Under Bush Jr. and Colin Powell's son appointed to head the FCC this was all rolled back. No more independent telco companies, no more independent ISPs.
Yes and no. There are still plenty of CLEC (Competitive Local Exchange Carriers)/independent ISPs out there. But their prominence has been diminished, partly because of the FCC and partly not.
The bad thing the FCC did was to exempt fiber or cable systems from line-sharing requirements. CLECs were chartered under the idea that "the copper TDM PSTN has been around forever, it's paid off, so the ILECs who maintain that copper infrastructure should have to wholesale it at reasonable rates." But the ILECs and big cable companies said (not unreasonably, BTW), in effect, "well, it will cost us $billions to roll out all-new fiber or coax infrastructure to every customer (a la FiOS) so you can't expect us to wholesale that out to other people because it will make the time for us to recoup the investment so long that we just won't bother." The FCC said, "Okay, we accept that logic, so non-TDM/copper infrastructure doesn't have to be shared." The problem was that you could be competitive as an ISP providing DSL over copper, but once higher-speed cable and fiber Internet service speeds badly outstripped DSL, there was just no market demand for DSL. So the market window for CLECs to provide competitive services if they didn't want to spend the money to roll out their own pipes gradually dried up."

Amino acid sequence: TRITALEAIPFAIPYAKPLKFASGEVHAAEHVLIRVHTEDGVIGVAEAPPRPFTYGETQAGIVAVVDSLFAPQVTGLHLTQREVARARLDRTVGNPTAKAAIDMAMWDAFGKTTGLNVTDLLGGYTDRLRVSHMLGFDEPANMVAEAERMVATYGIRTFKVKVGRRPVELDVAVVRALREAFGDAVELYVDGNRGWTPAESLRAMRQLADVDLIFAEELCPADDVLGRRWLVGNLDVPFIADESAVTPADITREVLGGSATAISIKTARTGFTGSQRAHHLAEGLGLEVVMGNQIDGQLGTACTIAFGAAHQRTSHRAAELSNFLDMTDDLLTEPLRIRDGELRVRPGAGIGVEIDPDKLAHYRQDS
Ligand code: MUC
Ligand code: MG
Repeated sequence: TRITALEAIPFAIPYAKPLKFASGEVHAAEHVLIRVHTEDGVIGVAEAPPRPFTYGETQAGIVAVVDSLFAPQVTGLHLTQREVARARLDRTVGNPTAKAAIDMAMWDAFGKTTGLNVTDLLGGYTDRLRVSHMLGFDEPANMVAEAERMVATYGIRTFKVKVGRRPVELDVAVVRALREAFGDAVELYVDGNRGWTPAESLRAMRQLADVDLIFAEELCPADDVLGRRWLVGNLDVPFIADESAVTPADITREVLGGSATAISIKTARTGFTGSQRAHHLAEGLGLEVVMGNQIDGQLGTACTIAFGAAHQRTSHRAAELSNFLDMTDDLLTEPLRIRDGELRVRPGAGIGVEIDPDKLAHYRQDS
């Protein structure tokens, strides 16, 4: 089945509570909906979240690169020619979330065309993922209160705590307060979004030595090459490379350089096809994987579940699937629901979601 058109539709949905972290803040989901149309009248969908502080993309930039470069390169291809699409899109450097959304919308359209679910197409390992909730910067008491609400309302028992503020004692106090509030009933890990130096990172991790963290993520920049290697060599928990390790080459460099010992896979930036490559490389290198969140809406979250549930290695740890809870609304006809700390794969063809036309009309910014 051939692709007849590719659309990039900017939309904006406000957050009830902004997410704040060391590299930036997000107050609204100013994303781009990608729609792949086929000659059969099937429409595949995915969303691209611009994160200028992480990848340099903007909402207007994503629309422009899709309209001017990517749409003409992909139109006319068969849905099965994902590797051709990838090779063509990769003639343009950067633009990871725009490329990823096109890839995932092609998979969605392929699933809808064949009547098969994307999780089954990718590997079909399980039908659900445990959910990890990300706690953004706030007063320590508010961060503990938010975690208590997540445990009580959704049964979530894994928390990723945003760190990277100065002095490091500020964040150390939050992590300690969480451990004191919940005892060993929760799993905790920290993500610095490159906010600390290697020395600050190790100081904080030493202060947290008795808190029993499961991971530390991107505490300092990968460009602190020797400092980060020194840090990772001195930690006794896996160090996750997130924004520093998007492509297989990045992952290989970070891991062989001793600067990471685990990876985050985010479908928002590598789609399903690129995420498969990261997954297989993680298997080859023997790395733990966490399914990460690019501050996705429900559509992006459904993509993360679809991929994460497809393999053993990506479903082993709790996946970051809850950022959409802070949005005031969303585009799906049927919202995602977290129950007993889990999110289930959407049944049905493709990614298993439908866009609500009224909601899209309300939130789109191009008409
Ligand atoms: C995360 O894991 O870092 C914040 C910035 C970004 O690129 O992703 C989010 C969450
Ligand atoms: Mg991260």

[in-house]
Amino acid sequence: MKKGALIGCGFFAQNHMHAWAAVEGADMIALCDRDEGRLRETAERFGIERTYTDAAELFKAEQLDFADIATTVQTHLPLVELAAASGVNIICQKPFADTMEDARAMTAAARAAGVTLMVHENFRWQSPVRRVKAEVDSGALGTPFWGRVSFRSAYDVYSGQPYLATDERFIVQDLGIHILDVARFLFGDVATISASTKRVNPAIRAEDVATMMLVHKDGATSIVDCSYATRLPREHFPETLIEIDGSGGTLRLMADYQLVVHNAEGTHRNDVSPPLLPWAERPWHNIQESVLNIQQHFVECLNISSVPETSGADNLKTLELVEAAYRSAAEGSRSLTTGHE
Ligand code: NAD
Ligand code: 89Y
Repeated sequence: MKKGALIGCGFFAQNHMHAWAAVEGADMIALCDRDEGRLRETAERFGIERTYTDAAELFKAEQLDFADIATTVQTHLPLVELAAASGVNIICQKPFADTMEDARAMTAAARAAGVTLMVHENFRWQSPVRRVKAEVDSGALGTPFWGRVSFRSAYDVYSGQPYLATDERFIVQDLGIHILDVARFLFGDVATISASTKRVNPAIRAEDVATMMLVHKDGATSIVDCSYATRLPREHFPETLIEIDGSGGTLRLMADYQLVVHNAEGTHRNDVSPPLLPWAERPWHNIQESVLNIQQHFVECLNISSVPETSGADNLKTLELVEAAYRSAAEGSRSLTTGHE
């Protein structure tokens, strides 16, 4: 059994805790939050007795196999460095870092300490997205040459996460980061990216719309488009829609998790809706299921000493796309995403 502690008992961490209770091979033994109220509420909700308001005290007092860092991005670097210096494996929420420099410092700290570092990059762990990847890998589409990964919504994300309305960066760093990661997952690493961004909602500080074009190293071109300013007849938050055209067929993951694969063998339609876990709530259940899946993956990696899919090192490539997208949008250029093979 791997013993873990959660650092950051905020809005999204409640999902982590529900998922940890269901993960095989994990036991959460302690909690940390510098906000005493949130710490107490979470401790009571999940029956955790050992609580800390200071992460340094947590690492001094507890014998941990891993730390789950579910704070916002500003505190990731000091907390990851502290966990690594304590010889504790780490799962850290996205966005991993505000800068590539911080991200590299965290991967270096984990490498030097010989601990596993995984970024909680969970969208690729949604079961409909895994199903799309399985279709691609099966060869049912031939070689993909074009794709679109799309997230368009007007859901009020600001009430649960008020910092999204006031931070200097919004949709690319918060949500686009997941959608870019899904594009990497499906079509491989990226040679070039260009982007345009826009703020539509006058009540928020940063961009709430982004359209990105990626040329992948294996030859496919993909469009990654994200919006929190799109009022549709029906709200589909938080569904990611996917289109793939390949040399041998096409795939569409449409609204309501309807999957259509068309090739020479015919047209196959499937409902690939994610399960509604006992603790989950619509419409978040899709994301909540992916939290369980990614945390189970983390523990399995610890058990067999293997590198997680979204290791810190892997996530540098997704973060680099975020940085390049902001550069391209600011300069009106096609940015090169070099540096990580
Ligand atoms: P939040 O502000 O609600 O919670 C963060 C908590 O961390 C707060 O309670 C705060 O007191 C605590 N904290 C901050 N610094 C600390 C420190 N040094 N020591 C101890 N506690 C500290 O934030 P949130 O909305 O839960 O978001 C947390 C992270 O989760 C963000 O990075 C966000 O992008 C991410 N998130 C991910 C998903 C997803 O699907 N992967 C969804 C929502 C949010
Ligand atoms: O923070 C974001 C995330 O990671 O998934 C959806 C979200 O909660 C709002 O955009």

The flip side, though, is that many of those CLECs were bubble companies at best, having been set up to exploit an assumed (in the late '90s, anyway) neverending surge in demand for home phone/fax lines, DSL subscriptions, etc. Many were poorly capitalized bubble-fed "me too" companies that had little chance of long term success ... and furthermore the recent "cord-cutting" trend in favor of mobiles would have killed off most of those guys anyway. There is, by the way, plenty of ability in the US to set up a Mobile Virtual Network Operator (MVNO) using the cellular carriers' infrastructure and be your own cellular provider, which partly fulfills the CLEC vision.
So it's partly the government, and partly the CLEC/independent ISPs themselves. There are many still around, but usually because they have found a comfortable niche in an underserved geographic area where that business is sustainable instead of, for example, trying to go head to head with Verizon in the big cities.